everyone’s a winner.

Read Full Post »

It’s not clear to me why the press, and indeed the Tory party themselves, are behaving so prissily about the suggestion that George Osborne, the shadow chancellor, might have been examining ways in which a donation might be received, presumably legally, by the party. What is wrong with that? Doesn’t everyone in every walk of life think about the effect of future and as yet uncommitted actions?

Much is being made about how donations from foreign individuals, in this case Oleg Deripaska the Russian aluminium king and erstwhile contact of Peter Mandelson, are illegal. That may be so in some circumstances, but not in all. The Political Parties and Referendums Act 2000, section 54 (2) (b), defines amongst other permissible donors, a company that is:

(i) registered under the [1985 c. 6.] Companies Act 1985 or the [S.I. 1986/1032 (N.I. 6).] Companies (Northern Ireland) Order 1986, and

(ii) incorporated within the United Kingdom or another member State, 

which carries on business in the United Kingdom;

It seems to be acknowledged that in this context, Mr Deripaska’s British  company Leyland Daf, (and what could be more British than Leyland), would have been the potential source of any donation.

All of which in my opinion would make any such donation perfectly legal. So why, apart from political point scoring are the press and commentators making such a meal of this?


Read Full Post »

In the Times newspaper on 20th October, there was a full page advert placed by the WWF organisation.

The advert starts, Dear Mr Miliband, Which direction will you choose? At the top of the advertisement is a large graphic of a directional road sign which says:

7 metre sea level rise.

The overall subject matter is climate change and the reduction of greenhouse gases and a low carbon future. The sign is clearly intended to lead the reader to assume that sea levels will rise to 7 metres unless global warming is reduced.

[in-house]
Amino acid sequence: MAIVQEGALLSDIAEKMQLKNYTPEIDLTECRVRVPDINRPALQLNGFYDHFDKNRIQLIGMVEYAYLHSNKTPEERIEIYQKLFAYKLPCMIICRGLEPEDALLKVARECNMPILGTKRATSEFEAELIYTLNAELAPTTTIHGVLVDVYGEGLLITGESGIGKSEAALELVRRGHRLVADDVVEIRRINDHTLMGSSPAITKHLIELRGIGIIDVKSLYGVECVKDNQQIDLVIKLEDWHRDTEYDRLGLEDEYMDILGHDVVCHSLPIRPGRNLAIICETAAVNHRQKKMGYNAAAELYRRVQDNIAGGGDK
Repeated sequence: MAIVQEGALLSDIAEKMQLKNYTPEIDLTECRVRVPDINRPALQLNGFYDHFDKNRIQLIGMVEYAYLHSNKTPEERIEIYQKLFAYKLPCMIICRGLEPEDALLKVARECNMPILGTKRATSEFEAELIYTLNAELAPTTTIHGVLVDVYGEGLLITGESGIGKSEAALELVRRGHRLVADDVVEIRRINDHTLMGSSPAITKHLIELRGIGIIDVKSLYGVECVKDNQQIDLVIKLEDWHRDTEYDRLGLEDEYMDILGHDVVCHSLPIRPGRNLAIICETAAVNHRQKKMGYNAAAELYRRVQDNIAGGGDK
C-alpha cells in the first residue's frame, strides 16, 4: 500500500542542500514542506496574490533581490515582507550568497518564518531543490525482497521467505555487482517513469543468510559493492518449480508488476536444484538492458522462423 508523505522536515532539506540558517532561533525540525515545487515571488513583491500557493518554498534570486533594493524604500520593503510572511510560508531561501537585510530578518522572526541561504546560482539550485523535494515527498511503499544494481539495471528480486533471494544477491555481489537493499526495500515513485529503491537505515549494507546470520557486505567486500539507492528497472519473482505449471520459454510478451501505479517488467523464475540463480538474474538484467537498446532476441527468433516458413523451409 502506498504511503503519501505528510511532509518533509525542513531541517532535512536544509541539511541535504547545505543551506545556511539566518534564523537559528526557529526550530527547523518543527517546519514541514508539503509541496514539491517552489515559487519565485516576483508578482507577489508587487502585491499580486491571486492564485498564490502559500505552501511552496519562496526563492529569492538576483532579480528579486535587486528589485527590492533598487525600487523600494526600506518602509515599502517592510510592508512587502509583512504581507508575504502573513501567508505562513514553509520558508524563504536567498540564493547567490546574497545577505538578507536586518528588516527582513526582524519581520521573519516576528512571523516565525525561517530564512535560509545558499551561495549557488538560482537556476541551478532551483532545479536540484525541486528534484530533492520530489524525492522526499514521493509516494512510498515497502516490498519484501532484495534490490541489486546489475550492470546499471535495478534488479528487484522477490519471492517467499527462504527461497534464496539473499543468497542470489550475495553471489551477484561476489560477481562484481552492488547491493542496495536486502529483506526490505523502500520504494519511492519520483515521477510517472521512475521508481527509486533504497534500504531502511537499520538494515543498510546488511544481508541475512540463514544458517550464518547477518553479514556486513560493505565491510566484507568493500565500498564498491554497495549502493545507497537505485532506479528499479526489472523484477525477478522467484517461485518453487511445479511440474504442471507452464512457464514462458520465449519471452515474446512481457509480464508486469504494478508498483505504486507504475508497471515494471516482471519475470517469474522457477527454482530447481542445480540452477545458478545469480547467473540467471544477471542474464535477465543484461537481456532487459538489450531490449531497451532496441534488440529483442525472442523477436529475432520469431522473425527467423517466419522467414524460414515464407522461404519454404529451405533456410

This is blatant and inaccurate propaganda. The UN Intergovernmental Panel on Climate Change (the IPCC) show in their  latest Fourth Assessment  report, in Table SPM1 of the Summary for Policy Makers, that the worst case scenario for sea level rise by the year 2099 is for a rise of between 0.26 to 0.59 metres (less than 23 inches) relative to the decade 1980-1999.


 It is totally irresponsible to have a banner headline suggesting we’ll all be under 7 metres of water when the IPCC themselves project no more than 23 inches. The WWF have exaggerated by a factor  of nearly 12.

 The WWF advert actually cites the IPCC elsewhere in the advert, so clearly they have seen the same table that I can see. Yet they have still chosen to publish this misleading advert. It is one thing to unintentionally mislead, yet here we have a case where the WWF clearly have an intention to mislead and are ignoring the evidence that they themselves have presumably seen.


Read Full Post »

And politicians wonder why most of them have a bad press.

Mandelson was the architect of the New Labour project, which heralded the Blair era and which has resulted in the current recession and consequent threats to jobs and pensions, (public sector workers, politicians and Mandelson excepted of course), that most of us are now experiencing.

One of the key manifesto promises back in 1977 when the Mandelson/Blair axis arrived, was the abolishment of the House of Lords. Is there any more rank hypocrisy than Mandelson now being enobled in the very chamber he was presumably dedicated to eradicating?

Read Full Post »

Older Posts »

%d bloggers like this: